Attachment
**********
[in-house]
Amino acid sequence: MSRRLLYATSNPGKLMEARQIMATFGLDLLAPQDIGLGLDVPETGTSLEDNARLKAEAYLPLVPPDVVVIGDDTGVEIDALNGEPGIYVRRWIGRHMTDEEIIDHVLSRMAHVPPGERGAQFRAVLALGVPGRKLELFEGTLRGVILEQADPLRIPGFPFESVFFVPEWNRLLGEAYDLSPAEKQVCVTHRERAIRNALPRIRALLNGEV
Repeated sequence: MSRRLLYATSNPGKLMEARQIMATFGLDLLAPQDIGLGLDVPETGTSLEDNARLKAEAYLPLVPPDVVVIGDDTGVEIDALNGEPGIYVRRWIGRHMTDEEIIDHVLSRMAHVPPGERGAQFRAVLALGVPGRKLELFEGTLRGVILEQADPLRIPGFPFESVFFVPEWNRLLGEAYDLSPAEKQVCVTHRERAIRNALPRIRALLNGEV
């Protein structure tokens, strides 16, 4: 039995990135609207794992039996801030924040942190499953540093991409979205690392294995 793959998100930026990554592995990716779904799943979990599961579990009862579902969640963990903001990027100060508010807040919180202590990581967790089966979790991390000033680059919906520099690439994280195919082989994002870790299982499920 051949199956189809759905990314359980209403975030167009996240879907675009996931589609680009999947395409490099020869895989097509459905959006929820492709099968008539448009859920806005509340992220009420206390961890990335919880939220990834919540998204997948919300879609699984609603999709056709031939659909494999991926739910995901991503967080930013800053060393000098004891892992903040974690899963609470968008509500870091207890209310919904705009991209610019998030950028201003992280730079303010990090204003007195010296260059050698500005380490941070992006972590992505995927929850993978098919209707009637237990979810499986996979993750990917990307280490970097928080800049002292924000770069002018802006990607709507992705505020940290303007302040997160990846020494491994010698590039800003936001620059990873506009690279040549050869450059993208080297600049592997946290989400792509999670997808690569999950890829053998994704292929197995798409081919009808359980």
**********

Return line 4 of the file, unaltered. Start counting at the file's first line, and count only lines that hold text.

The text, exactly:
């Protein structure tokens, strides 16, 4: 039995990135609207794992039996801030924040942190499953540093991409979205690392294995 793959998100930026990554592995990716779904799943979990599961579990009862579902969640963990903001990027100060508010807040919180202590990581967790089966979790991390000033680059919906520099690439994280195919082989994002870790299982499920 051949199956189809759905990314359980209403975030167009996240879907675009996931589609680009999947395409490099020869895989097509459905959006929820492709099968008539448009859920806005509340992220009420206390961890990335919880939220990834919540998204997948919300879609699984609603999709056709031939659909494999991926739910995901991503967080930013800053060393000098004891892992903040974690899963609470968008509500870091207890209310919904705009991209610019998030950028201003992280730079303010990090204003007195010296260059050698500005380490941070992006972590992505995927929850993978098919209707009637237990979810499986996979993750990917990307280490970097928080800049002292924000770069002018802006990607709507992705505020940290303007302040997160990846020494491994010698590039800003936001620059990873506009690279040549050869450059993208080297600049592997946290989400792509999670997808690569999950890829053998994704292929197995798409081919009808359980």